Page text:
Like

New Receiver for some Boston Acoustics Speakers

 

New member
Username: Jazzlistener100

Post Number: 7
Registered: Jun-11
I got a pair of Boston Acoustic A-60 series ll and a pair of Boston Acoustics A-100 series l. I just got these A-100's recently and my old receiver only has 2-channels so I need to upgrade to a receiver that will power my 4 Boston Acoustics. My speakers are rated to powered at 15 to 75 Watt RMS so what would be a receiver that will power them nicely? I listen to jazz and classical so I don't need some advance receiver. I just need a good old new receiver that will power them good. My budget is 200 dollars max for this new receiver. So what do you suggest?

Thanks for your time.
 

Platinum Member
Username: Jan_b_vigne

Dallas, TX

Post Number: 16370
Registered: May-04
.

http://www.audiogon.com/cgi-bin/cls.pl?intatran&1314650685&/Sherwood-Newcastle-R X-765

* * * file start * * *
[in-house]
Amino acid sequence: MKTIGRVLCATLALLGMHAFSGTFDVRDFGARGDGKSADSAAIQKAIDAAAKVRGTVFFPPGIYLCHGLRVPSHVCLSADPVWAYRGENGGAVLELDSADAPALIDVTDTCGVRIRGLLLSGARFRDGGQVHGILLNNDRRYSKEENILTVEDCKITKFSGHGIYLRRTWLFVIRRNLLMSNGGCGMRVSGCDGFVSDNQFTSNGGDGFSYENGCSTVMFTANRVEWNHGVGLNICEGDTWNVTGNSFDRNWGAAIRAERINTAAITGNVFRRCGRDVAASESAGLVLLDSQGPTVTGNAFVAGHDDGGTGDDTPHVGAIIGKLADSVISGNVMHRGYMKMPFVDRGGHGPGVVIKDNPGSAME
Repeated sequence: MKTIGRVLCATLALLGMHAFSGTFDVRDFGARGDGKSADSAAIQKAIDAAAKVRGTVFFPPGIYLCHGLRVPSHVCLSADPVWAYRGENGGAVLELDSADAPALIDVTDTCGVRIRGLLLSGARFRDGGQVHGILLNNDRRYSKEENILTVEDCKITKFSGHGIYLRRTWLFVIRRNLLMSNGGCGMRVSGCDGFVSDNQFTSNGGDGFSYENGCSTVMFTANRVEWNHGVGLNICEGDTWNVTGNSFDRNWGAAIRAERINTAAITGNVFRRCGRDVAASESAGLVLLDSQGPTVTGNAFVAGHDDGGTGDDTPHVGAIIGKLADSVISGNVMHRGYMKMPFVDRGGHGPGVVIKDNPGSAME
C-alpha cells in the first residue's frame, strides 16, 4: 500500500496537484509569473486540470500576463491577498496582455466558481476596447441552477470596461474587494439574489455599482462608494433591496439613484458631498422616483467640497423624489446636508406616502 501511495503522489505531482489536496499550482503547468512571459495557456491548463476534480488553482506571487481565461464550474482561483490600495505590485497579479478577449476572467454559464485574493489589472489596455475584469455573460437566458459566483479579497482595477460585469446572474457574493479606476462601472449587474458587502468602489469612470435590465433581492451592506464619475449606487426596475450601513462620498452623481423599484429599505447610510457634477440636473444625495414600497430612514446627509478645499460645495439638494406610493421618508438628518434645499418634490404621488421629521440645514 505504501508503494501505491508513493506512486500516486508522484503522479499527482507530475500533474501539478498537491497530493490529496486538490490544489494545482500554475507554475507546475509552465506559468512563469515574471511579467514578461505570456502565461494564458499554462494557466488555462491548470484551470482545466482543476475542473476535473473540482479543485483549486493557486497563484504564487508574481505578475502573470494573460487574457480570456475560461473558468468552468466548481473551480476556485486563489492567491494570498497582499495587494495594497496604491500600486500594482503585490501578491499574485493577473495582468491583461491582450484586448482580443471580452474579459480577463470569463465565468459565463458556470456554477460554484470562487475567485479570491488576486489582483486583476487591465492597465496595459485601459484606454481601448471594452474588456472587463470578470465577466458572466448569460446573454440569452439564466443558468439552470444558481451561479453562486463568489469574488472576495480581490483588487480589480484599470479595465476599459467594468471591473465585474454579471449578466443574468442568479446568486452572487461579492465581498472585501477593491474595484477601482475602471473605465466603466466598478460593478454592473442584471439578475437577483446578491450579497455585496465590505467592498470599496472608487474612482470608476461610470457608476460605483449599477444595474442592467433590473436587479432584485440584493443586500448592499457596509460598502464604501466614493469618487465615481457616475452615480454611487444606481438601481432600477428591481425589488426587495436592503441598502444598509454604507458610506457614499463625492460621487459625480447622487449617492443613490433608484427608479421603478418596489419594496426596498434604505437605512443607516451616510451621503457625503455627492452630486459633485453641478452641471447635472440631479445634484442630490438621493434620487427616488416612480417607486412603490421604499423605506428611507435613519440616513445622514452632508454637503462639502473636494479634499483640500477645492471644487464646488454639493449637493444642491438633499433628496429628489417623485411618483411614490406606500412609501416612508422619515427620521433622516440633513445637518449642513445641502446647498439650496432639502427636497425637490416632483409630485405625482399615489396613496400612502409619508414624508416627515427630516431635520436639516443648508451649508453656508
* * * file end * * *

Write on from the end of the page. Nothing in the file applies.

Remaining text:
http://www.sherwoodusa.com/prod_rx765.html


If you don't actually require a tuner for radio reception; http://www.audiogon.com/cgi-bin/cls.pl?intatran&1314555276&/Nad-C-340-Integrated-Amp-with-remote


http://www.audiogon.com/cgi-bin/cls.pl?intatran&1314531262&/Onkyo-TX-8522(B)


http://www.audiogon.com/cgi-bin/cls.pl?intatran&1312745934&/Cambridge-Audio-A-500-int

http://www.tnt-audio.com/ampli/cambridge-a500_e.html




Four original Boston Acoustics speakers, eh? I'm asuming the 100's are in decent shape and don't require new components. What kind of CD player are you going to be using with these components?